21 April 2010

Celebrity chef Alastair McLeod believes the term ``foodie’’ has nothing to do with snobbery and everything to do with appreciating fresh and quality fare.

``Anyone can be a foodie if they appreciate great flavours and quality produce,’’ the star of Ready, Steady Cook and executive chef from Hamilton restaurant Bretts Wharf said.

``The public are much more educated and interested about food. Television cooking shows have had an enormous influence, I think,’’ Mr McLeod said.

The comments come as researchers from The University of Queensland’s School of Tourism prepare to launch a survey to determine a foodie’s travel habits.

Professor Don Getz and lecturer Richard Robinson hope to develop a scale to measure a person’s inclination to travel for food tourism, products and experiences.

Their Travel Food Involvement Scale will help Australian tourist operators and food festival organisers better understand the needs and wants of their customers.

Mr McLeod said he considered himself a food tourist, with plans to travel to the US and Canada to keep up with the latest trends.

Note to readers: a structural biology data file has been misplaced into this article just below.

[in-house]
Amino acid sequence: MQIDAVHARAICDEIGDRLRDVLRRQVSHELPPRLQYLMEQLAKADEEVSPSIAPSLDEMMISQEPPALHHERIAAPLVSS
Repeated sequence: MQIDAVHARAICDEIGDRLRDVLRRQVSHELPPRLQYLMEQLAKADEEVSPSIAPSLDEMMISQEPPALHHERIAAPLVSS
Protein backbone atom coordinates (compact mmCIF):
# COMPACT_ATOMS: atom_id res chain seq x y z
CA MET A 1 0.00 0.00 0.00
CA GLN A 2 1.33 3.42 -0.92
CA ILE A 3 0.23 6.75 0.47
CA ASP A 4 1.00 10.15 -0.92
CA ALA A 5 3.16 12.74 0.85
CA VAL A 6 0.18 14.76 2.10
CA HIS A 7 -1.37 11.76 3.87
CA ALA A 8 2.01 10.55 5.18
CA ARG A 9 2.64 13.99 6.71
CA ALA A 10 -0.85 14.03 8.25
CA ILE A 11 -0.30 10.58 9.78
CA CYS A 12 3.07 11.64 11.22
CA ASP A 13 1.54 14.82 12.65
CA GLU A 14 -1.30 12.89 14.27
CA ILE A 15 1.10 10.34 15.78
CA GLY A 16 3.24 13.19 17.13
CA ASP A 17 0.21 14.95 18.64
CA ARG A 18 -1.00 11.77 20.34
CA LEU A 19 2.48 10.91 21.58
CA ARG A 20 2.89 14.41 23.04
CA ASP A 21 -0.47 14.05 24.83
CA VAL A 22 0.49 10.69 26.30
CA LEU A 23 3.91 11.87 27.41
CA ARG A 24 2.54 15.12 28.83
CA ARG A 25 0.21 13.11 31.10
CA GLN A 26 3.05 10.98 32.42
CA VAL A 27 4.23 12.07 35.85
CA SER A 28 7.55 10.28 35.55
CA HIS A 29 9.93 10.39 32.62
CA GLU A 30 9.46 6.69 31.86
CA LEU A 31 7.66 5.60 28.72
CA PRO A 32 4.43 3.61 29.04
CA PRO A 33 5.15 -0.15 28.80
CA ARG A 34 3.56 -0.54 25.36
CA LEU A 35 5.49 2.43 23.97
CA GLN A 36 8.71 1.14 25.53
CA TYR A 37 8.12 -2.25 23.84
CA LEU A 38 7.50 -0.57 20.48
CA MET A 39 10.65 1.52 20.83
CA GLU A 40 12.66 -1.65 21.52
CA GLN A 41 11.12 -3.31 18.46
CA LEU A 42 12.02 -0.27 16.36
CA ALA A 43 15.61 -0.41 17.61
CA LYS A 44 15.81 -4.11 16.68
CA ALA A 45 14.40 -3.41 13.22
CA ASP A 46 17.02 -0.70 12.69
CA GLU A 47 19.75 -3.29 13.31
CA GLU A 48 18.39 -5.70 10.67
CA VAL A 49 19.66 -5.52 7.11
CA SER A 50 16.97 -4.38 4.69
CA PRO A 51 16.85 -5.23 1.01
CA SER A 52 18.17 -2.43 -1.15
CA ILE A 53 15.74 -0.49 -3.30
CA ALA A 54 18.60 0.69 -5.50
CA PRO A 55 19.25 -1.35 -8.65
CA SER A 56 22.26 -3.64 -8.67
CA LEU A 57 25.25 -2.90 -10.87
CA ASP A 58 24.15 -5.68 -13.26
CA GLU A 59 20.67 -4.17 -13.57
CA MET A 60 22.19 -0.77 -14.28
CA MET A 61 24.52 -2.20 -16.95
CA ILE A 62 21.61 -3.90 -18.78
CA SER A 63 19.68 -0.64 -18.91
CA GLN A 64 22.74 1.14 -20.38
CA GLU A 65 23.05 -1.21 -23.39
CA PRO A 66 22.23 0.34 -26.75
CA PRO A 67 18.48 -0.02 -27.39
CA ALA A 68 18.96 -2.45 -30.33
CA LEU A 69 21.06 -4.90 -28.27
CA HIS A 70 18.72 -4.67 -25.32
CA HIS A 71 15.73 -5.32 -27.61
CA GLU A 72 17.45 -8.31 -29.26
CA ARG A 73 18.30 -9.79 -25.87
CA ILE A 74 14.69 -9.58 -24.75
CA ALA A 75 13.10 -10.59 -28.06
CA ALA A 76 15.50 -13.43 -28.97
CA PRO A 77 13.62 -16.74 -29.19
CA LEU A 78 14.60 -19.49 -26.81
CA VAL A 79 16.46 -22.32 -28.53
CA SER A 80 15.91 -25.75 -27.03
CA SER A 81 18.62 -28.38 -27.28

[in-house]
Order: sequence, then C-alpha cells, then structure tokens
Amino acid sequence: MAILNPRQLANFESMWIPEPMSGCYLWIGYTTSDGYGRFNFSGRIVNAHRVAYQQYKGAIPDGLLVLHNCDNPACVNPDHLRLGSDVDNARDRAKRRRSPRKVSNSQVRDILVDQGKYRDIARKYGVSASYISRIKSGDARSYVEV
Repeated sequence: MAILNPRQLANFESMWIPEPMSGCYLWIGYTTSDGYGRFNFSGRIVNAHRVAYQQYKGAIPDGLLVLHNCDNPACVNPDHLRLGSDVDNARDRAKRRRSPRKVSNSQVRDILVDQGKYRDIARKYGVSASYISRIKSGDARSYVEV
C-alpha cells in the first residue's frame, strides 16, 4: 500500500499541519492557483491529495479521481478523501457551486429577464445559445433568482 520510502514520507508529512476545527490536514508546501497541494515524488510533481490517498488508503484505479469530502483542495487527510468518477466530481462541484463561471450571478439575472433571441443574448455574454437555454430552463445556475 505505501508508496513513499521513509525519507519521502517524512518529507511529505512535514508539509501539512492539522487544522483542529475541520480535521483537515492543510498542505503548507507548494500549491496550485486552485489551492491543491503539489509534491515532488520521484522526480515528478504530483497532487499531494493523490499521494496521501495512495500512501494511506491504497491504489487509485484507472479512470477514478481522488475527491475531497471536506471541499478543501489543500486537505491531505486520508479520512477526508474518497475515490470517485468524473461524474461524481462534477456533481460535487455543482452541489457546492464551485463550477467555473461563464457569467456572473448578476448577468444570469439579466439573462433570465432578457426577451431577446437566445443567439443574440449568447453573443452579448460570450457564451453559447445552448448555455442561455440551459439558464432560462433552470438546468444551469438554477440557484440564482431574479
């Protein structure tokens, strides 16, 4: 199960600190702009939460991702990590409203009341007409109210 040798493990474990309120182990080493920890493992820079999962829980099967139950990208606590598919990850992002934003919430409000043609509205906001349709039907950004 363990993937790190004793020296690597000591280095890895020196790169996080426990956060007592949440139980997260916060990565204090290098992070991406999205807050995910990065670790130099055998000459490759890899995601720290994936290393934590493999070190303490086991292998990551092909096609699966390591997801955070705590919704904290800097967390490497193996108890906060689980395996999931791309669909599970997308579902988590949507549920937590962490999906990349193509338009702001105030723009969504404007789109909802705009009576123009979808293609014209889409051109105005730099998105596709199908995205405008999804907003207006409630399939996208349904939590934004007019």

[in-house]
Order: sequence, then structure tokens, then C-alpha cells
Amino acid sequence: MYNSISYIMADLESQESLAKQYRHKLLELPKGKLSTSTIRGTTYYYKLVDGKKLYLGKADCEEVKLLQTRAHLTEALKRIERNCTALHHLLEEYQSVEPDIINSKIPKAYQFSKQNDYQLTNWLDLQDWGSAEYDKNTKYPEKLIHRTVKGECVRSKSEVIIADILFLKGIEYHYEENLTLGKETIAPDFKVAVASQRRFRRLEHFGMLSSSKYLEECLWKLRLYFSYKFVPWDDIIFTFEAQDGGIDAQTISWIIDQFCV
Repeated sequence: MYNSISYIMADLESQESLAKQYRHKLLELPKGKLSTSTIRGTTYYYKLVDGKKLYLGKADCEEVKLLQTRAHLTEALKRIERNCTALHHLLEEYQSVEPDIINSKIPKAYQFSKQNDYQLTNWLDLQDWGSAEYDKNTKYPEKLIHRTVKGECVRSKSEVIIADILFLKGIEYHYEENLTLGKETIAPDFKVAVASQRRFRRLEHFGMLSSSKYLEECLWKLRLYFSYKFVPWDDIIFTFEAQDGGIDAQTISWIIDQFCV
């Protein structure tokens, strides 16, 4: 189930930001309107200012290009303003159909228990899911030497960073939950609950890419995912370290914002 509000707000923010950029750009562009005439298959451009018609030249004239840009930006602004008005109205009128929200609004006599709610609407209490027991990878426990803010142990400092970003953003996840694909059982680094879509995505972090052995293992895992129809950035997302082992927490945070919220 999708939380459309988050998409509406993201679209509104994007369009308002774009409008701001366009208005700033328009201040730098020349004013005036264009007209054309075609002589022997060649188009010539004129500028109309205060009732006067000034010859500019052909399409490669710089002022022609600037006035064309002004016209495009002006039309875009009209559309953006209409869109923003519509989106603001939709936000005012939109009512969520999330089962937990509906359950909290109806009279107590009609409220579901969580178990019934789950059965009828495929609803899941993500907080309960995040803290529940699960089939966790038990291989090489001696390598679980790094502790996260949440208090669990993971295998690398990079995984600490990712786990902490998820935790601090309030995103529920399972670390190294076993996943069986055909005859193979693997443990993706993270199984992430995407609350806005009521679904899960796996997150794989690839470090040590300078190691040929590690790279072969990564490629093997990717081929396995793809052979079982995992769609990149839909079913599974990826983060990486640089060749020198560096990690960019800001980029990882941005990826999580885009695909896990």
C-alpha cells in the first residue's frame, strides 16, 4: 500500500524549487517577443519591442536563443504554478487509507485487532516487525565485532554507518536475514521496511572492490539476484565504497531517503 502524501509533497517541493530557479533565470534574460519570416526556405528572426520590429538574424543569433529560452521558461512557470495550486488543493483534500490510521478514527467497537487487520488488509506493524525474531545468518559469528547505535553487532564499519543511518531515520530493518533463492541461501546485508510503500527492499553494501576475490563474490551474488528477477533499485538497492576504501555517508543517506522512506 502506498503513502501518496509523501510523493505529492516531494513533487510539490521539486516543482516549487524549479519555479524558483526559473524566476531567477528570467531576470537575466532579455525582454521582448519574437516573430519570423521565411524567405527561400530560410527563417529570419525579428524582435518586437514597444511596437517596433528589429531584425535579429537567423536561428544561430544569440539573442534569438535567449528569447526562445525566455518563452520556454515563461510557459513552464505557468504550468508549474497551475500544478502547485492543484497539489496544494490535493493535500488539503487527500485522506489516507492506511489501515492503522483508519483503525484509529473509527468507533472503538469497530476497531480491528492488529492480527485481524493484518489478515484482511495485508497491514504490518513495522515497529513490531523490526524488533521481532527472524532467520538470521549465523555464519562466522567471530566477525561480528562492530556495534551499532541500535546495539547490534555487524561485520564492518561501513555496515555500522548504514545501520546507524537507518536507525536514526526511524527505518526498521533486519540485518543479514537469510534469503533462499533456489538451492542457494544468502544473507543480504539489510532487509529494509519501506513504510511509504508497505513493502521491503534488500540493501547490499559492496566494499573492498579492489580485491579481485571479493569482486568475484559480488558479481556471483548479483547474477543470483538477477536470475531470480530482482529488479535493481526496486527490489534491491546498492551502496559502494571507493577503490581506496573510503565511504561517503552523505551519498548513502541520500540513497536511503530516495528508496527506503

``Research is essential. You rest, you rust! The flights aren’t booked but the restaurants are,’’ he said.

``Experiencing the food of a country or region is in itself experiencing the place. Taste and smell are two of our most powerful senses.’’

Brisbane had the potential to attract more self-confessed food tourists, he said.

``As far as I know, Brisbane hasn’t really promoted itself particularly as a food destination. However, it should. We are sitting smack bang in the middle of the greatest salad bowl of fantastic produce.

``Fruit and vegetables from the Granite Belt and Darling Downs, oysters and prawns from Moreton Bay, fish from Mooloolaba, scallops from Hervey Bay. The list goes on. We have it all on our doorstep.’’

Mr McLeod said he was an ardent advocate of produce from southeast Queensland.

``If the food is sourced locally, we are close to it and therefore get the produce at its very best. The fresher it is, the better it tastes.

``And the less distance the produce has to travel, the smaller the carbon footprint and the better for the environment.’’

The food tourism survey is at http://uqbel.qualtrics.com/SE?SID=SV_7QXrBRh4eL71H48&SVID=

Media: Richard Robinson (3346 7091 or 0434 072 049), Alastair McLeod (3868 1717) or Erik de Wit (0417 088 772)